Novel synthesis method of BaTiO3-nanoparticles - Synthesis of BaTiO3-nanoparticles by spray-pyrolysis of TiO2-nanoparticles dispersed in Ba(NO3)2-solution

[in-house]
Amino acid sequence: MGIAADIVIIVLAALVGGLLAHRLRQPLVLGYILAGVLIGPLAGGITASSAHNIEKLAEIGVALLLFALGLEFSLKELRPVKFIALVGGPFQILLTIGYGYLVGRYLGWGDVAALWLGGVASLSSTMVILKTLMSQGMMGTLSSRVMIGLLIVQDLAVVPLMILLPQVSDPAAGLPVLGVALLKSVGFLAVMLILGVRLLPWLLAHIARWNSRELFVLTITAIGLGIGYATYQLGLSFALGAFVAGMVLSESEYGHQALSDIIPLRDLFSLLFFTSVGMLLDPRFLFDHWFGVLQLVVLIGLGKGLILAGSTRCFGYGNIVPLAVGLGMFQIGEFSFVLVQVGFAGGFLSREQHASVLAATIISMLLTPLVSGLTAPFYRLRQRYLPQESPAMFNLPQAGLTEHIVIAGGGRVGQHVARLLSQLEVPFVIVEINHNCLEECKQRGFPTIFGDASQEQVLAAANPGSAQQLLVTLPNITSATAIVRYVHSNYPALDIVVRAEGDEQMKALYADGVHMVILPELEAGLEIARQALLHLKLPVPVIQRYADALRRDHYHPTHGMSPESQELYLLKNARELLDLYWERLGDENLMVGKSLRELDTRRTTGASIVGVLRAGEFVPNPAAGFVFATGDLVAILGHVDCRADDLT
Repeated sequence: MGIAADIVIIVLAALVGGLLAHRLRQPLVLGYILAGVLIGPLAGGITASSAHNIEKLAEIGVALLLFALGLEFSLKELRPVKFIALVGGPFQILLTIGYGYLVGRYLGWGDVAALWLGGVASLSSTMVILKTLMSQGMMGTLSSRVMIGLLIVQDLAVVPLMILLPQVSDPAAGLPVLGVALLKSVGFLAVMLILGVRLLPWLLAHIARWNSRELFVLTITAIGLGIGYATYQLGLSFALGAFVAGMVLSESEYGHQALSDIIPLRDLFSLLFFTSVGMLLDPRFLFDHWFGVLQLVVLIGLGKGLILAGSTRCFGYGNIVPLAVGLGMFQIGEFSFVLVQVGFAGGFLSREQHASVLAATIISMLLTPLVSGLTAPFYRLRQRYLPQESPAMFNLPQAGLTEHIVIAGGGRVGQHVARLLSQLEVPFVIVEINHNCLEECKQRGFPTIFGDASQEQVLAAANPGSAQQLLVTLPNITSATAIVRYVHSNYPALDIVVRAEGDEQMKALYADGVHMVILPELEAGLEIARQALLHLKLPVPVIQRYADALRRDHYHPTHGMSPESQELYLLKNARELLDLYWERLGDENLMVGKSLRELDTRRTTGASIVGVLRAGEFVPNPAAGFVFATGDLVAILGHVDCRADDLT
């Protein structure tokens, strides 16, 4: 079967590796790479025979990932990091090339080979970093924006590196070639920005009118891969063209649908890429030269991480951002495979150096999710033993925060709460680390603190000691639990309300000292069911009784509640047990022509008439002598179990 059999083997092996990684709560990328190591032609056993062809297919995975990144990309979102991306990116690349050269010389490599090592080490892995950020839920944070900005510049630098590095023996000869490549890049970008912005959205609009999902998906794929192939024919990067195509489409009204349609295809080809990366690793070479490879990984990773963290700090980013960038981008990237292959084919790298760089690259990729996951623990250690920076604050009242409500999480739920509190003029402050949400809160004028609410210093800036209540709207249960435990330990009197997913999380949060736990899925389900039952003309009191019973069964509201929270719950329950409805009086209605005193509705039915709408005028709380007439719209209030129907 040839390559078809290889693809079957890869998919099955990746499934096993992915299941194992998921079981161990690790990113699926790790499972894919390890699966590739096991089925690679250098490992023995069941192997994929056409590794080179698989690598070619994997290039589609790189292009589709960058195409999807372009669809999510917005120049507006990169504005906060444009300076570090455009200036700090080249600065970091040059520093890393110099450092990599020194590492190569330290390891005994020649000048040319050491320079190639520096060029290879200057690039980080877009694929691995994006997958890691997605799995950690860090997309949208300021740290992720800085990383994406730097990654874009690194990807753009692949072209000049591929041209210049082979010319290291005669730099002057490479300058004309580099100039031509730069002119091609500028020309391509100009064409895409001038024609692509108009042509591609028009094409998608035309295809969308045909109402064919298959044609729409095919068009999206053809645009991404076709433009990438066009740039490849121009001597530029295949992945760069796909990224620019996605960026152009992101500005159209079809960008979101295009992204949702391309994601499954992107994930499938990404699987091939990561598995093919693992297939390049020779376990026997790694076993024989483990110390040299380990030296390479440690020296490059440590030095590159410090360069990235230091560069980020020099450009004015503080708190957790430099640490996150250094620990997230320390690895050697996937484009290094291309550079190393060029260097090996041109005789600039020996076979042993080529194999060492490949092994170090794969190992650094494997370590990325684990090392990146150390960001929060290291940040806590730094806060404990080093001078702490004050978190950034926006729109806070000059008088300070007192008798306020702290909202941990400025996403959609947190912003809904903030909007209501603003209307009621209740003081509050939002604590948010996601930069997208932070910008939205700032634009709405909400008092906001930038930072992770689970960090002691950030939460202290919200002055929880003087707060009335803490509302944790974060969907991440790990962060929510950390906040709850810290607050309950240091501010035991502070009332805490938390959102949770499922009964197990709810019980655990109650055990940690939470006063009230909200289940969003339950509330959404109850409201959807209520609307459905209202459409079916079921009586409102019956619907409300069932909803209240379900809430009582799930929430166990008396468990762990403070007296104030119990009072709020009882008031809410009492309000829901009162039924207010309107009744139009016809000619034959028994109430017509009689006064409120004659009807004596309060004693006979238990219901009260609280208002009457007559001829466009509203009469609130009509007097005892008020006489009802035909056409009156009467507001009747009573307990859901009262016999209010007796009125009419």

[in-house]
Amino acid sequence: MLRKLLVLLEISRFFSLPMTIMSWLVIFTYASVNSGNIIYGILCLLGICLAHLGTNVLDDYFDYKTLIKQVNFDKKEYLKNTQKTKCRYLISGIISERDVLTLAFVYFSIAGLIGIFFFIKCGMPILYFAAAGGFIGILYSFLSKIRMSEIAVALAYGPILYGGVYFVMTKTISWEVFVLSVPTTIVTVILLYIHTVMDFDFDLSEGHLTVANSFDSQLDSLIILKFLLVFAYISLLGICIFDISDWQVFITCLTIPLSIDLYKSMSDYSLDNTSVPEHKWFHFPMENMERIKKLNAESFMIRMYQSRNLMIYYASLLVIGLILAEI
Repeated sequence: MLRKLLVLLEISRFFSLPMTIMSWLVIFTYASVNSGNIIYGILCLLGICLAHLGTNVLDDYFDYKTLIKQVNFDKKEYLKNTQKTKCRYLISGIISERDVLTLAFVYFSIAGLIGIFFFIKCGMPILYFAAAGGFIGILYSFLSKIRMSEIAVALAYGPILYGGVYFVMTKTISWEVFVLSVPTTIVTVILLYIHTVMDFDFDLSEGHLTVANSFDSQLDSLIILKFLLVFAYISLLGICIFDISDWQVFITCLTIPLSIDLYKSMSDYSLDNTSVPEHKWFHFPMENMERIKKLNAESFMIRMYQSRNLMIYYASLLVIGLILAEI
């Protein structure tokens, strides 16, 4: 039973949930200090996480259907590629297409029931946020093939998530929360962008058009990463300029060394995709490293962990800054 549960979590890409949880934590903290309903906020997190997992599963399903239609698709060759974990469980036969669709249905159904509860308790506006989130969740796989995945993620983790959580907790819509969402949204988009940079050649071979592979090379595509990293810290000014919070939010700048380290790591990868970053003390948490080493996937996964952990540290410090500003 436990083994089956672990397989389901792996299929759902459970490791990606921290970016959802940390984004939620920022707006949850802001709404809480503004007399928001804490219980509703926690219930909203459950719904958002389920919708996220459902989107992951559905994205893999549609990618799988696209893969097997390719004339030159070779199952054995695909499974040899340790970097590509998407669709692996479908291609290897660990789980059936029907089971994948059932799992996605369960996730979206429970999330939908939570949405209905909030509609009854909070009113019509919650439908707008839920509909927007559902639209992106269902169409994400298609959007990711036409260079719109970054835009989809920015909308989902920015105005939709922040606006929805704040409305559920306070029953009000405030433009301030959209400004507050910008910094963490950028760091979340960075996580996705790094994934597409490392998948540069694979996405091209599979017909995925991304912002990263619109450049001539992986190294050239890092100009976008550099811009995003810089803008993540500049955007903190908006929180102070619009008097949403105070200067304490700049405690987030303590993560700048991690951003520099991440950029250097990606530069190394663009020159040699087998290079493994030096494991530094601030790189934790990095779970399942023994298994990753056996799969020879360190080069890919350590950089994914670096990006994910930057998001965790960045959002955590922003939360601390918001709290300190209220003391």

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Ferroelectric materials are widely used in different technological applications. Lead zirconate titanate (PZT) materials are currently the most used, due to their excellent piezoelectric properties and relatively high operating temperatures. However, due to high lead content and its environmental toxicity, lead-free alternatives are being explored. One such material is barium titanate (BaTiO3). Finding cheap, energy-efficient, and scalable synthesis methods for such materials is necessary to start phasing out PZT in favor of more environmentally friendly alternatives.The particle size of ceramic powders is an important property as many materials exhibit different physical behavior when the particle size is in the nanometer range. Increased material strength, unique optical properties, and increased reactivity are some examples. Several applications of ceramic powders rely on this phenomenon; e.g. increased sintering activity where fine powder is needed to promote densification.This work explores the possibility of synthesizing BaTiO3-nanoparticles through spray pyrolysis of a suspension with TiO2-nanoparticles dispersed in a barium nitrate solution. BaTiO3-nanoparticles with particle size between 50-100 nm were achieved. The importance of suspension stability with regard to phase purity and yield of produced powder was investigated. The results of the powder characterization indicate that complexing the barium-ions with ethylenediaminetetraacetic acid (EDTA) and citric acid (CA) may be necessary to achieve satisfactory stability and stoichiometric control of the suspension. Pellets were produced and the sintering behavior and piezoelectric properties of these pellets were investigated. The piezoelectric properties of the samples are comparable to reported values for BaTiO3 in regards to polarization values, but significantly lower than reported in regards to measured displacement values. The results indicate some contamination or secondary phase formation in the samples. The contamination is believed to originate from either the precursor powders, the spray-pyrolysis equipment or process, or a combination of both.Further work is required to determine the usefulness of the method. The suspension stability must be improved to ensure stoichiometric control during the process. The source of the contamination or secondary phase formation must also be identified and eliminated.